Antonio Paradiso, a member of the investigative team searching for the victim’s head, said the three-page fax was addressed to him and sent from Raphael J. Feldstein’s law office on July 1, 2012.
The witness read out a portion of the text for the court: “You may find what you’re looking for by following these directions: Exit the Angrignon subway station,” followed by more precise instructions guiding officers across a parking lot and to a path around a pond.
Paradiso told the court he immediately went to Montreal’s Angrignon Park with his partner to follow the instructions, but officers had problems identifying which pond the letter was referencing.
He called the lawyer’s office for more information, without success.
Police found the victim’s severed head later that day with the help of a canine unit.
Luka Magnotta has pleaded not-guilty to first-degree murder and four other charges, but has admitted to the physical act of killing Lin, along with the facts outlined in the other charges. His lawyer has told the court he intends to prove Magnotta is not criminally responsible because of mental illness.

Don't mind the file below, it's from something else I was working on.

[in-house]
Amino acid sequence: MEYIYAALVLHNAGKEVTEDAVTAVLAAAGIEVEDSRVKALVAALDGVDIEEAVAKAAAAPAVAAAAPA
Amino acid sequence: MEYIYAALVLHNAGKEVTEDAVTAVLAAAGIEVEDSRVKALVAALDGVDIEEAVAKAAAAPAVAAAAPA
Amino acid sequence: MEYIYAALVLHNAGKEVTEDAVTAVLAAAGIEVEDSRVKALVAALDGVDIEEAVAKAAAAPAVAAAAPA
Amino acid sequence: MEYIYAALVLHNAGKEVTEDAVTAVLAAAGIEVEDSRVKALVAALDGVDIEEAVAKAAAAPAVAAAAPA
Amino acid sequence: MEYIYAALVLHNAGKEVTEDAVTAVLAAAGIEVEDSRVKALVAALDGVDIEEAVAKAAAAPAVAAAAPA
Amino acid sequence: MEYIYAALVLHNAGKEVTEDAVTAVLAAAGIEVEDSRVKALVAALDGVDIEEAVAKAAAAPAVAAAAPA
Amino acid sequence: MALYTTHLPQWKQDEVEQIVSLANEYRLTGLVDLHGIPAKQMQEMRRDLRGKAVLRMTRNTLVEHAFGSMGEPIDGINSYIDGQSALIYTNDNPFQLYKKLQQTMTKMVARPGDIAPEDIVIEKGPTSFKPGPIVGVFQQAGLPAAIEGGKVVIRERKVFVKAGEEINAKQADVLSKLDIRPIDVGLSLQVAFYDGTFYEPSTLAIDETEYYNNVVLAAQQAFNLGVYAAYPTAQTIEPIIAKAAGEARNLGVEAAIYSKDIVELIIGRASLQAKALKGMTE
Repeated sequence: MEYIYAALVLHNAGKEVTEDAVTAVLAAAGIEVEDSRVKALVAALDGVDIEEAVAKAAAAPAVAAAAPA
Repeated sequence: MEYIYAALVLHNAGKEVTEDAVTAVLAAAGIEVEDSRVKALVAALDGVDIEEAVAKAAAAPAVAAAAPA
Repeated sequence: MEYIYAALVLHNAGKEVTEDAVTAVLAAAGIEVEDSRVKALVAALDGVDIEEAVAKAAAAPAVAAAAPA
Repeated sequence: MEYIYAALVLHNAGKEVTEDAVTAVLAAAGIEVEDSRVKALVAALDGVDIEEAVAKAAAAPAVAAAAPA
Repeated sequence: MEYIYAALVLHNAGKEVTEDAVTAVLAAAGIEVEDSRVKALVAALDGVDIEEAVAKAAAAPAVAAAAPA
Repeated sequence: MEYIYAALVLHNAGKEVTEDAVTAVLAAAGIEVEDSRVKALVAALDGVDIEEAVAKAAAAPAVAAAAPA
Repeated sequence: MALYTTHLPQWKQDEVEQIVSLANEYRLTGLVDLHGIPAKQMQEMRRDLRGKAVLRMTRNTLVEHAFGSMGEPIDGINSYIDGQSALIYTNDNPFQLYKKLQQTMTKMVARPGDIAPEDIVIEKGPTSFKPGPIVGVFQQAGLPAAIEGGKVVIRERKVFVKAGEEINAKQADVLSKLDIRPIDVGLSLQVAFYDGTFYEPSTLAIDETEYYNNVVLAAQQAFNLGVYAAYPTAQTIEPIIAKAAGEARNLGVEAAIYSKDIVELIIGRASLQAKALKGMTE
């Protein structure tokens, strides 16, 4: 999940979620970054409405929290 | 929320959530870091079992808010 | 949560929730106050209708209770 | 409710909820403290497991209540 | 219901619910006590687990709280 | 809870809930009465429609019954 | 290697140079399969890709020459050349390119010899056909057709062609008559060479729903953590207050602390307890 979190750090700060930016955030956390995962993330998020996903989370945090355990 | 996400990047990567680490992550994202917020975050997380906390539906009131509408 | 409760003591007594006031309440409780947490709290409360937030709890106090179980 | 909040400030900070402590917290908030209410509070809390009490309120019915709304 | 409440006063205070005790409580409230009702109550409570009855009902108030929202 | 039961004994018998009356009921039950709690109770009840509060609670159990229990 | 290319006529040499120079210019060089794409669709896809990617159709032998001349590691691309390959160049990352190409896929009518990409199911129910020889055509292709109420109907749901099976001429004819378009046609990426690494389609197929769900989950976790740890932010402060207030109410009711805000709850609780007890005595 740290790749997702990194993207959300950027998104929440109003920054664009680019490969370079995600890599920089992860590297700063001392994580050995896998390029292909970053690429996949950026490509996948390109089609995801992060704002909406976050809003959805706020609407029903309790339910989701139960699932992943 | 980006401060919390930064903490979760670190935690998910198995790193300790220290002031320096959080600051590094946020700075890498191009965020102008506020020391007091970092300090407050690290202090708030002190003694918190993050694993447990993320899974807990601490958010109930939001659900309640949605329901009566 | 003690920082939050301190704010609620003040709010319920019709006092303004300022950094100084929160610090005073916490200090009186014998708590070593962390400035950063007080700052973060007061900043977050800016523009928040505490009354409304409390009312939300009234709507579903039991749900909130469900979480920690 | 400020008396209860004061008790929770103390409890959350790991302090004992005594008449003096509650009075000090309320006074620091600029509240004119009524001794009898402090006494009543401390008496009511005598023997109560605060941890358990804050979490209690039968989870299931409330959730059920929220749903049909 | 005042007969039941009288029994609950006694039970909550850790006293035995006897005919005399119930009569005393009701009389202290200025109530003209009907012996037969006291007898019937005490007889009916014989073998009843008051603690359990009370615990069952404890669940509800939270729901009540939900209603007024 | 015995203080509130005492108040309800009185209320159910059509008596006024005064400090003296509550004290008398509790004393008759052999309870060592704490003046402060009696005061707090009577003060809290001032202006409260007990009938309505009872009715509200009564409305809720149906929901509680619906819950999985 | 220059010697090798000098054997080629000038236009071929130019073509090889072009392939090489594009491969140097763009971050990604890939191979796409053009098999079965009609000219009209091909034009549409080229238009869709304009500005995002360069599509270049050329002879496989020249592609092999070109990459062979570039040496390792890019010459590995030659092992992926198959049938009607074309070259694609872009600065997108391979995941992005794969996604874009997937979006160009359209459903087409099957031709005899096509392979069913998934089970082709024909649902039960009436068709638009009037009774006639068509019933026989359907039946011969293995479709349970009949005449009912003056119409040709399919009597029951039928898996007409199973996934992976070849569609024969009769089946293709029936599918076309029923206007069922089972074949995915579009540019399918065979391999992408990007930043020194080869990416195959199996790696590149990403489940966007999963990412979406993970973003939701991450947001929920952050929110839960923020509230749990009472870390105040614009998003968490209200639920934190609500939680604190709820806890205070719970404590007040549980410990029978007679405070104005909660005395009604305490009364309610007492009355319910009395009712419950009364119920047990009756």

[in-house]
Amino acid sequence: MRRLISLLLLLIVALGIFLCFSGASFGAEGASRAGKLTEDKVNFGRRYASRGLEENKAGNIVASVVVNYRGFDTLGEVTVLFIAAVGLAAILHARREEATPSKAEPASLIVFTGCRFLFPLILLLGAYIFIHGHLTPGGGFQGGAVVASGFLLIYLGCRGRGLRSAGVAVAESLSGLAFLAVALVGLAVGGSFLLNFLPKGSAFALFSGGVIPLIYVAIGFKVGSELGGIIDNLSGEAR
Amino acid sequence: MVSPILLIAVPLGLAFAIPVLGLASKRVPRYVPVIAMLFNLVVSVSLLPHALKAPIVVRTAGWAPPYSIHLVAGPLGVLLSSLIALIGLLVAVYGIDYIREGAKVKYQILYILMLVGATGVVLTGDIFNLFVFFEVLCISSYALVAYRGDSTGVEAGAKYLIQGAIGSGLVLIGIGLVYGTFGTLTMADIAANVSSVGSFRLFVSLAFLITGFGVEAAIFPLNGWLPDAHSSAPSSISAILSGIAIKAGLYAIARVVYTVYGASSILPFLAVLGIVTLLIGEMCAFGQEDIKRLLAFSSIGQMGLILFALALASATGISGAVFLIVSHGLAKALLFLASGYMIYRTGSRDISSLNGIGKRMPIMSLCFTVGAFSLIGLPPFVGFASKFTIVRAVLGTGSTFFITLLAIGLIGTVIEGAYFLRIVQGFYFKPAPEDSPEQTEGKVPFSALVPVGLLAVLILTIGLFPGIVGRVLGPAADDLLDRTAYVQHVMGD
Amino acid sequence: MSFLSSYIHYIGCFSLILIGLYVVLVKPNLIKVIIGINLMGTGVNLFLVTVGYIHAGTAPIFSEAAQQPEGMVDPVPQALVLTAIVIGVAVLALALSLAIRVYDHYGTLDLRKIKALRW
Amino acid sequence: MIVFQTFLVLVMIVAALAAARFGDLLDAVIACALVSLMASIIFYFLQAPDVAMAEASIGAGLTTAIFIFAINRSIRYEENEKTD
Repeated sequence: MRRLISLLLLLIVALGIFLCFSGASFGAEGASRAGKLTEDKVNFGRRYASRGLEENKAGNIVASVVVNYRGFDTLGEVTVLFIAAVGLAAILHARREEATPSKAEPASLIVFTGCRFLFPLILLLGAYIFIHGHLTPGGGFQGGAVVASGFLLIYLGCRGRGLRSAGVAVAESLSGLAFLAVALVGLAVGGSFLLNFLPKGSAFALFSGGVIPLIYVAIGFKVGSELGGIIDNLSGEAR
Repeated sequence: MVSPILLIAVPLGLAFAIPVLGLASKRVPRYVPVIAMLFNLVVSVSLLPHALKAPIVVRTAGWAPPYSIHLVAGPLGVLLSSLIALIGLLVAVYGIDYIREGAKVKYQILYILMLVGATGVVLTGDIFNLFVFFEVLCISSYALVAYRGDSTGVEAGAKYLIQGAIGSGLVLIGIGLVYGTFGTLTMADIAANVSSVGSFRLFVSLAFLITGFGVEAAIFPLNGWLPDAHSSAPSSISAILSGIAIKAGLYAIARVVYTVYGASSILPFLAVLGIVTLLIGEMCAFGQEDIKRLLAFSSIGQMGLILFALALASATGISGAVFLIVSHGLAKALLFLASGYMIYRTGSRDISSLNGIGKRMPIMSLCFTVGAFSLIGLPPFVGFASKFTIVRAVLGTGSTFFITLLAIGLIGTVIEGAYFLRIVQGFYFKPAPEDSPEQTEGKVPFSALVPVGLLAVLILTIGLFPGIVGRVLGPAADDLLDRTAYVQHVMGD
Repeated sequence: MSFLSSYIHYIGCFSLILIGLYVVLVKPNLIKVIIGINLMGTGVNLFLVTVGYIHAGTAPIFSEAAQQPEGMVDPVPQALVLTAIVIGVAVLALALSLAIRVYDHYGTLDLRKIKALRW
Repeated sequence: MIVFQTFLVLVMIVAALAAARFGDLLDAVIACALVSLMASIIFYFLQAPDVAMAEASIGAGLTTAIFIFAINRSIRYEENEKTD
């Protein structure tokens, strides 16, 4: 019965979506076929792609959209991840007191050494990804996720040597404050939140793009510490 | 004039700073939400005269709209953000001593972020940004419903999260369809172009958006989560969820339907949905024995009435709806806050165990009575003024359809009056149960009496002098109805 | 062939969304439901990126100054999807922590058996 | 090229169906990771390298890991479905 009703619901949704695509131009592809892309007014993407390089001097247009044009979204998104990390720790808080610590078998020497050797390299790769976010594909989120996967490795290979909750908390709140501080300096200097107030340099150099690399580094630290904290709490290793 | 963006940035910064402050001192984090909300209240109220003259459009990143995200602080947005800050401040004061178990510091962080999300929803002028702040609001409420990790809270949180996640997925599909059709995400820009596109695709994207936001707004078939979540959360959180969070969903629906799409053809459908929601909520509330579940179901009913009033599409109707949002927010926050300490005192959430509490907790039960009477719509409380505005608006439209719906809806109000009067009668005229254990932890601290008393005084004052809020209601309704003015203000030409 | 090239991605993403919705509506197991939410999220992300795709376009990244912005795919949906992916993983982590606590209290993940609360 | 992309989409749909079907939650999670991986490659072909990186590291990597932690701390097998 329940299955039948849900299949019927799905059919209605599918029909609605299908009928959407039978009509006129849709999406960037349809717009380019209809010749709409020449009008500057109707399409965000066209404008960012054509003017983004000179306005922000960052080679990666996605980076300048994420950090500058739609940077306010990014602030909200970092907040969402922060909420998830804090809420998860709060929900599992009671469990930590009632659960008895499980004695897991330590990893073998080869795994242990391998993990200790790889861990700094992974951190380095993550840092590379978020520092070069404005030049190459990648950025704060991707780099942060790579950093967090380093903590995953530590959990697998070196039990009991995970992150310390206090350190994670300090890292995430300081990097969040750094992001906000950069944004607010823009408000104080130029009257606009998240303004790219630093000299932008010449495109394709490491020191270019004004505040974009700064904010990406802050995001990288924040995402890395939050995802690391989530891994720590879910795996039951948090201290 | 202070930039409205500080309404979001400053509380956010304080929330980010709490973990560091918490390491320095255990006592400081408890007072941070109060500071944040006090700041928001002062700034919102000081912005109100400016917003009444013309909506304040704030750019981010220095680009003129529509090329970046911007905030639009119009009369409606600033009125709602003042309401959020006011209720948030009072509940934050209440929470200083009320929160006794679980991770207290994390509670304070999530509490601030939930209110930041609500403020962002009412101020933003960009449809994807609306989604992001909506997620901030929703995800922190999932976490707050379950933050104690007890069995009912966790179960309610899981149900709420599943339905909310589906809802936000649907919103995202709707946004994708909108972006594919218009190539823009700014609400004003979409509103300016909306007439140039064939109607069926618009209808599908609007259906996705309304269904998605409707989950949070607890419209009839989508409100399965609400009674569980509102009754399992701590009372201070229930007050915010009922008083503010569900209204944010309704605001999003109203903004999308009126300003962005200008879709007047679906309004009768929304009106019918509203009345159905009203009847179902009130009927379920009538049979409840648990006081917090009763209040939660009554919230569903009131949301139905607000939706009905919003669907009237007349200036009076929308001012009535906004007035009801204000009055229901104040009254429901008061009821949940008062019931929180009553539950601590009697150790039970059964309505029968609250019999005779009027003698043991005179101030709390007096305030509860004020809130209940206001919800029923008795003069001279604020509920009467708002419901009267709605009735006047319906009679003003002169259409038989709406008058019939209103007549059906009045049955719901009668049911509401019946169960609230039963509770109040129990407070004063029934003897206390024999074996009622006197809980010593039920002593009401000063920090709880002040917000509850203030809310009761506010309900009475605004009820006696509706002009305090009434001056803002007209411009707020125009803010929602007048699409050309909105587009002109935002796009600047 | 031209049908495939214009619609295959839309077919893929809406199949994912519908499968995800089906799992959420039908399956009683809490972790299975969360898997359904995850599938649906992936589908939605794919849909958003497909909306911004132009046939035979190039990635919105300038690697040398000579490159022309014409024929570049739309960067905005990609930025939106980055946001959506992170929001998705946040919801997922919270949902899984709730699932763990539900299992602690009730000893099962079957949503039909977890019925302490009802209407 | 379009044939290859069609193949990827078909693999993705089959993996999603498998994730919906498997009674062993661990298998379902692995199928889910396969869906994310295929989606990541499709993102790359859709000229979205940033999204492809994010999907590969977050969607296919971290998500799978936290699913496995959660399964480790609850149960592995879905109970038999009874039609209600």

The Crown alleges the killing was premeditated.
Suspect was co-operative: witness
Paradiso was also among the group of six officers and a psychiatrist who went to Berlin to escort Magnotta back to Montreal after his arrest on June 4, 2012.
The witness told the court he was in charge of watching Magnotta, and that the accused was, “very quiet, very co-operative, and slept most of the time.”
Magnotta was handcuffed and his feet were shackled during the flight. Paradiso recalled having to cut the accused’s food for him, for practical reasons.
Paradiso also told the court that during the initial stage of the investigation, after officers had found some papers containing Magnotta’s name, he had believed the accused was the victim.
More from bloodstain expert
Earlier on Wednesday, Magnotta’s defence lawyer, Luc Leclair, focused on several items as he cross-examined the forensic biologist who analyzed DNA and bloodstains found in the accused’s apartment.
Jacinthe Prévost, wearing gloves, was asked to hold up a wine bottle and Casablanca film poster police found in the trash outside the apartment where the crime took place. She said she found the victim’s DNA on the mouth of the bottle and his blood on the poster.
Prévost said an attempt had been made to clean blood from the apartment, particularly in the bathroom, but the cleaning was poorly done and many bloodstains were still visible.
The biologist also examined sperm stains found on sheets and clothing, but did not identify any belonging to the victim.
The trial continues Wednesday afternoon with a new witness, toxicologist Catherine Lavallée.